Currently, Fed Fund Futures show the market pricing in five rate hikes this year with high chances for a sixth in early 2023. Higher interest rates could stall investment flows. As money becomes more expensive, some projects may not be viable. And refinancing might be challenging where bonds were priced at attractive levels. In turn, investors may pursue opportunities with higher credit worthiness, while weaker hands could struggle to secure the funds they need to thrive.

Breakevens present another challenge. Given that a lot of companies cover their capex upfront by borrowing, a sharp increase in borrowing costs means some companies will struggle to turn a profit.

The bubble already showed signs of popping during the most recent market rout. The WilderHill Clean Energy and S&P Global Clean Energy indexes, for instance, dropped 54% and 39% from last year’s market peaks.9 However, investor caution may be overplayed. While public pockets drove stocks and indexes to all-time highs, as we saw above there is a very large bid for these assets in the private markets. Private equity transition funds plowed billions of dollars into this space. Most of that is essentially undeployed cash. Those flows could keep the market buoyant for some time.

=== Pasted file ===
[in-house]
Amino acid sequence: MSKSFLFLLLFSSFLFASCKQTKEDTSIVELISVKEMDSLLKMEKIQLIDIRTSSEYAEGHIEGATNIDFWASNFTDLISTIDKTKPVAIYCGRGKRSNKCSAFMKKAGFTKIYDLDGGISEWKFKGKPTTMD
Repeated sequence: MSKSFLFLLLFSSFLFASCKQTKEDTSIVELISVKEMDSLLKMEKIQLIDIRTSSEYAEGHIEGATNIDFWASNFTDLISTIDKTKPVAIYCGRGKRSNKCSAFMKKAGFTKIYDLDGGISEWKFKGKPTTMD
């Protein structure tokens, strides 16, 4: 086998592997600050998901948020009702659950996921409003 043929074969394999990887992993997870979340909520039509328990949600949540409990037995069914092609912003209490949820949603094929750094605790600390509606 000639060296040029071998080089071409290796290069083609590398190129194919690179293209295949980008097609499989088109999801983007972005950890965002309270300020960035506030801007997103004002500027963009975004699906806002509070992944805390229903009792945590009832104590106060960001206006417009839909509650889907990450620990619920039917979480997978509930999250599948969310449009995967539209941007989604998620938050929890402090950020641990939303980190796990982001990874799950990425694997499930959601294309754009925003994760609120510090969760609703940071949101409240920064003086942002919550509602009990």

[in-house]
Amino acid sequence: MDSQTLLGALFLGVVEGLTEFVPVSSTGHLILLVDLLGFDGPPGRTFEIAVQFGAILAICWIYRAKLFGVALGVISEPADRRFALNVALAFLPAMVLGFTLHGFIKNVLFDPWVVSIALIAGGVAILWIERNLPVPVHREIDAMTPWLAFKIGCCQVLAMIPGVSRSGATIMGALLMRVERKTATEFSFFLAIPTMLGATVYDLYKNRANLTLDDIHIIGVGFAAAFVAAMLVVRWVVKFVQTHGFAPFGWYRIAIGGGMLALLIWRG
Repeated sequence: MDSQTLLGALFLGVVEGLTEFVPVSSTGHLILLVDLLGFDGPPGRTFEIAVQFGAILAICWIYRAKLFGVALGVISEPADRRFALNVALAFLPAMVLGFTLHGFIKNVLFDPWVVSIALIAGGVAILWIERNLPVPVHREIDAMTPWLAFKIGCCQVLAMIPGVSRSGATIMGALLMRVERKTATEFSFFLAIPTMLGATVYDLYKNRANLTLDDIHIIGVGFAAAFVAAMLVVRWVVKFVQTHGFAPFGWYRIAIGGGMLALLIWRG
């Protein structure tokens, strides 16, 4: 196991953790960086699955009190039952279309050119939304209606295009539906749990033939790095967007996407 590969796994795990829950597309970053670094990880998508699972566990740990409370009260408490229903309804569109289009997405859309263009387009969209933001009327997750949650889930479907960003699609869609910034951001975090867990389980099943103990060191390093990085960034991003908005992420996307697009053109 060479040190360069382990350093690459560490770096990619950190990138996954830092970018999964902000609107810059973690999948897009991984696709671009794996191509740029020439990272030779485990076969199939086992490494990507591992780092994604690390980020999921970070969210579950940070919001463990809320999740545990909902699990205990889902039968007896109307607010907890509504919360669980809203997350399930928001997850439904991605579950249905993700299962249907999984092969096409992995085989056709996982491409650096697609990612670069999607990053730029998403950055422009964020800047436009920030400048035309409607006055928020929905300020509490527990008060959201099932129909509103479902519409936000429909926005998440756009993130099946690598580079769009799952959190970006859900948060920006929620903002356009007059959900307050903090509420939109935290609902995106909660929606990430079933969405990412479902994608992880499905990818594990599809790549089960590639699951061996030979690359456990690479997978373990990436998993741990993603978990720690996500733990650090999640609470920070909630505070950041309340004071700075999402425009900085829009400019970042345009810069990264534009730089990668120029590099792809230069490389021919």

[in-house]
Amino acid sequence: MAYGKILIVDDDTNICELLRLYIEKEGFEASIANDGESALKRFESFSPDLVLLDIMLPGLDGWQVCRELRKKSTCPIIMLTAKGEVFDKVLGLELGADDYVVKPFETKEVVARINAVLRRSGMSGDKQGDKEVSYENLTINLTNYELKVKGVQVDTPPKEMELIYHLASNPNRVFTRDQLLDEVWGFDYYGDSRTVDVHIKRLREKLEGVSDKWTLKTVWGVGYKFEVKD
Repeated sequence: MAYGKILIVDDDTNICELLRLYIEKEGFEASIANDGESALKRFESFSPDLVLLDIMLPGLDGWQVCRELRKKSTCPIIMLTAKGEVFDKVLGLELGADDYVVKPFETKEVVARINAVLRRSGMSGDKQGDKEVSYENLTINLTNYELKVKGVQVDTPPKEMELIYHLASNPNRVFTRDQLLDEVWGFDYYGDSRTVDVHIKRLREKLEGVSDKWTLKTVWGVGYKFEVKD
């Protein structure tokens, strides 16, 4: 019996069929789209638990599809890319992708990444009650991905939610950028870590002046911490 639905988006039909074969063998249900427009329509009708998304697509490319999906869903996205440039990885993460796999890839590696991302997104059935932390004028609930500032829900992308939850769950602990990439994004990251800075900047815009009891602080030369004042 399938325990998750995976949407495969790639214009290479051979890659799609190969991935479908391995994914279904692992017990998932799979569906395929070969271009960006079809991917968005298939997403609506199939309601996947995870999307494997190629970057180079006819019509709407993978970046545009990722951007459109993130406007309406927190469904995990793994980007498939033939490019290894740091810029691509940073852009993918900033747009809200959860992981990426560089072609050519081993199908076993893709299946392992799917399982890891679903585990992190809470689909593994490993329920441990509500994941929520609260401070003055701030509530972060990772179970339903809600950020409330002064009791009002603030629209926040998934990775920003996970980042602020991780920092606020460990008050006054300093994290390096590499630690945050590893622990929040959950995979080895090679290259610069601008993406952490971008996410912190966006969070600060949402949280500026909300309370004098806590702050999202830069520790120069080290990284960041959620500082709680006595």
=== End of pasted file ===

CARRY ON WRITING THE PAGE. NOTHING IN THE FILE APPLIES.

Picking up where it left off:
Trend 4: Fragmented supply chains

Supply chain disruptions stemming from Covid-19, geo-political tensions and resource nationalism could also prick the climate-tech bubble.

On the geopolitical front, gas disruptions due to the Russia-Ukraine conflict and relations between the U.S. and China remain in focus. President Biden approved a four-year extension of the Trump-era Section 201 tariff on imported solar equipment. China, which produces three quarters of the world’s solar panels,10 said the move would distort global trade.11 Indeed, if tariffs increase the cost of procurement, it could have a ripple effect across the industry.

Supply chain bottlenecks amid Covid-19 also threaten to drive up renewable power costs and delay projects. While the cost of utility scale solar and wind dropped 90% and 72% respectively since 2009,12 higher labor and materials costs could stall momentum. Prices for polysilicon, for instance, tripled during the pandemic,13 creating a headache for solar panel makers. And wind turbine makers struggled to breakeven as raw materials prices increase and delivery times increased as much as tenfold.14